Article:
Phone-Based Therapy Helps Depressed Patients
Aug. 24, 2004 — A novel approach to the treatment of depression that combines psychotherapy by telephone with antidepressant medication could benefit many depressed people who are currently not being helped, new research shows.
Depression is highly treatable with drugs, psychotherapy or a combination of the two, but studies show that less than a third of those with depressive disorders get the therapy they need. The new findings support the idea that vigorous outreach is key to reaching the large percentage of depressed people who are not receiving adequate treatment, says psychiatrist and researcher Gregory E. Simon, MD.
Therapists were better able to keep up with less-motivated patients by calling them on the telephone than they would have been in an office setting, Simon says. When a patient missed a telephone appointment, the therapist would just keep calling.
In the new study published in this week’s Journal of the American Medical Association, Simon and colleagues showed that depressed patients who received eight 30- to 40-minute sessions of structured behavioral therapy by telephone shortly after starting antidepressants had better outcomes than patients who got their usual care.
“The traditional training for many therapists, myself included, says that people who aren’t motivated probably aren’t good candidates for psychotherapy,” he tells WebMD. “We are turning this idea on its head and saying that the people who are very motivated to seek depression treatment may be the ones who least need our help.”
Call for Help
The study included 600 patients starting on antidepressants who were members of a large, Seattle-based managed care group. The participants were randomized to receive either their usual follow-up care, usual care plus three telephone calls to assess the effectiveness and side effects of the antidepressant medication, or their usual care combined with the eight cognitive-behavioral psychotherapy counseling sessions by telephone.
Six months after beginning drug treatment, 80% of the patients who received phone-based psychotherapy reported that their depression was “much improved” or “very much improved,” compared with 66% of patients who received telephone calls regarding their medication and symptoms and 55% of patients who got their usual care for depression.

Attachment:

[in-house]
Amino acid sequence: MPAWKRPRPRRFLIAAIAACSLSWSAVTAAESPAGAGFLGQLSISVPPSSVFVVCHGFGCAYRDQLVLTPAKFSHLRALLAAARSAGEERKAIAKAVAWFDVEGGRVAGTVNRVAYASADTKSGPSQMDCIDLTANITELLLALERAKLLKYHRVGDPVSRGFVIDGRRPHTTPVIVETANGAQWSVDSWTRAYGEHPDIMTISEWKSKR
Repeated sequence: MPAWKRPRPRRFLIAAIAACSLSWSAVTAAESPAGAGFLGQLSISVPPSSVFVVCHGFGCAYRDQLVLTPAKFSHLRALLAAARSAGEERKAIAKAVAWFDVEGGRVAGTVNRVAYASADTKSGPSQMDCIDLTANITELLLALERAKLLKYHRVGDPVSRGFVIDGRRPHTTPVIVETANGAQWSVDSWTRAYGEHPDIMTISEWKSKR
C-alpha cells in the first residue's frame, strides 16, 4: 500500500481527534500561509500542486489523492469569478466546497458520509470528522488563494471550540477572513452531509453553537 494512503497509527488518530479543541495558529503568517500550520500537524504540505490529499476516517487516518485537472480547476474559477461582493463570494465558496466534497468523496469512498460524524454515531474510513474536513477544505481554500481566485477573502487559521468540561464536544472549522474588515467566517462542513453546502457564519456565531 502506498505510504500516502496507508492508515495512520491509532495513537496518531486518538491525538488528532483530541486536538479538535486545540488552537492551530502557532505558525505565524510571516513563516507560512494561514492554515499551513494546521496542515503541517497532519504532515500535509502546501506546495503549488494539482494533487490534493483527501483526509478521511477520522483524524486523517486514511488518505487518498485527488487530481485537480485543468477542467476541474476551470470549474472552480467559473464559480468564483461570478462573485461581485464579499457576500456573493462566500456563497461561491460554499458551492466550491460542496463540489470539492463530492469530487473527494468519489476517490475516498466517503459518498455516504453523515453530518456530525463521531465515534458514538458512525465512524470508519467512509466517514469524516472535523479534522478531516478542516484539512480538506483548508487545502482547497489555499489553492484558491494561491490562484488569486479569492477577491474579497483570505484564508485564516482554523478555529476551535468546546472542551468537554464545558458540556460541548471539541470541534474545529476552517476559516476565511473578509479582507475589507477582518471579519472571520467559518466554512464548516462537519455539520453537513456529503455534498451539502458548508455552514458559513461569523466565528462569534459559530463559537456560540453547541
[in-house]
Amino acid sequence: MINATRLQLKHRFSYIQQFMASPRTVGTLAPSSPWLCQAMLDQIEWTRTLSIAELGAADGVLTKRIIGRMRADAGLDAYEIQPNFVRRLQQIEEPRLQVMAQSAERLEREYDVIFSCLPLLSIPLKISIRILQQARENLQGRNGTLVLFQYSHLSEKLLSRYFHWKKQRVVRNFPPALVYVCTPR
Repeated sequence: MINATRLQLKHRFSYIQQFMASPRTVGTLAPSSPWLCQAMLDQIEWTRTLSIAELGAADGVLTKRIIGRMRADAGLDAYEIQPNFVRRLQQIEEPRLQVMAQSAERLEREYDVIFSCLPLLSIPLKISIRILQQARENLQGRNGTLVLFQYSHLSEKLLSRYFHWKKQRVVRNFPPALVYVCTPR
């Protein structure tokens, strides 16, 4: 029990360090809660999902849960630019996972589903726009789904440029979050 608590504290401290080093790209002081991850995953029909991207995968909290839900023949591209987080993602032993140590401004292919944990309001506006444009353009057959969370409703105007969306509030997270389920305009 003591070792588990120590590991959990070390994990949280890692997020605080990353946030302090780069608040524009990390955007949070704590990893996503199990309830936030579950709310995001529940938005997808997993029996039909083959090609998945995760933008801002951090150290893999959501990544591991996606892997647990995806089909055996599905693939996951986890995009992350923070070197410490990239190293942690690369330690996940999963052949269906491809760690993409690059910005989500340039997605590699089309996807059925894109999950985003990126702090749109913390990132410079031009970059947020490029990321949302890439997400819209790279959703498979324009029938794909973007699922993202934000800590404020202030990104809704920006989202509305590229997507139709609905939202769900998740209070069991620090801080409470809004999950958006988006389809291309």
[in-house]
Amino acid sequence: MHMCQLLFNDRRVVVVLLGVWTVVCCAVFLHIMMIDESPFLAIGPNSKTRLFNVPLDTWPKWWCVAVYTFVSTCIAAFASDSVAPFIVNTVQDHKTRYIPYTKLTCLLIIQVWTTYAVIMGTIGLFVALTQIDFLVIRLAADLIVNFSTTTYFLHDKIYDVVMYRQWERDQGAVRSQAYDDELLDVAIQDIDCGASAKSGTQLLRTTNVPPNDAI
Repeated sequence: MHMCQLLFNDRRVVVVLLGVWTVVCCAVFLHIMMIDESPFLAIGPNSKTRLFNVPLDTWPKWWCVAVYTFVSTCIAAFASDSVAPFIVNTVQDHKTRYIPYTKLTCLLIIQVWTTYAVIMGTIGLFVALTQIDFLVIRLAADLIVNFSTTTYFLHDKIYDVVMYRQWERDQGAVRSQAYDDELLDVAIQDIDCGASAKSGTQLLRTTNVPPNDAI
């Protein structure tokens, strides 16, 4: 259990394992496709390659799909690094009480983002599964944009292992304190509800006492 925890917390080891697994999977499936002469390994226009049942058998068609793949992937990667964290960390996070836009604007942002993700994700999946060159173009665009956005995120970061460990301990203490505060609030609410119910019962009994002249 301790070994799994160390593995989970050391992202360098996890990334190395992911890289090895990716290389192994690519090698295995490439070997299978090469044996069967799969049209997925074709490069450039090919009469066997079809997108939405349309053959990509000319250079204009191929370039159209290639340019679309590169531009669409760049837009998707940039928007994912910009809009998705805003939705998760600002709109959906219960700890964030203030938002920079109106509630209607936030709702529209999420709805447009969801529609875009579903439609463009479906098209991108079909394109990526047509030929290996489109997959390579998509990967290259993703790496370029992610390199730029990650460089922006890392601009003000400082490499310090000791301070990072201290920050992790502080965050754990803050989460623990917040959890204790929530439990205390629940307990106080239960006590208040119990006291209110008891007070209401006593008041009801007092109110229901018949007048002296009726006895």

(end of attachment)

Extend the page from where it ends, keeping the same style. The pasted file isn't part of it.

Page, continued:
A total of 59% of patients who got psychotherapy in addition to antidepressant medications reported being “very satisfied” with their depression treatment, compared with just 29% of those who received telephone calls about their medications.
None of the patients in the study originally sought psychotherapy, indicating that the telephone-based psychotherapy approach can reach patients who don’t see themselves as candidates for counseling, Simon says.
“With this approach we don’t require that people commit to being in psychotherapy,” he says. “We don’t even require that they say they are depressed.”
More Study Needed
The study’s main message, Simon says, is that mental health professionals need to be more aggressive in reaching out to less-motivated patients. The research team plans to conduct further studies comparing the telephone-treatment approach with office-based psychotherapy.
“We never had anyone say, ‘Stop calling, you’re bothering me,'” he says. “But many people did tell us how thankful they were that we didn’t give up and stop calling.”
American Psychiatric Association spokesman Darrel A. Regier, MD, MPH, says better patient follow-up is an increasing focus of depression treatment. The APA is currently conducting a pilot study designed to improve monitoring of patients starting antidepressants. Regier says this is being done because so many patients abandon drug therapy, either because they don’t feel the medications are working or because of side effects.
Regier calls the telephone-treatment approach intriguing, but says it might be difficult to implement in the current health care environment. He points out that a third of the patients approached by Simon and colleagues refused to participate, indicating that a large percentage of depressed people would not consent to psychotherapy, no matter how it is delivered.
Furthermore, Regier says that it is not clear if the treatment approach can work outside of a managed care setting.
“Will patients agree to pay for this service,” he says. “That is certainly not clear. Before we even try to develop a business model for this treatment we have to make sure that it works.”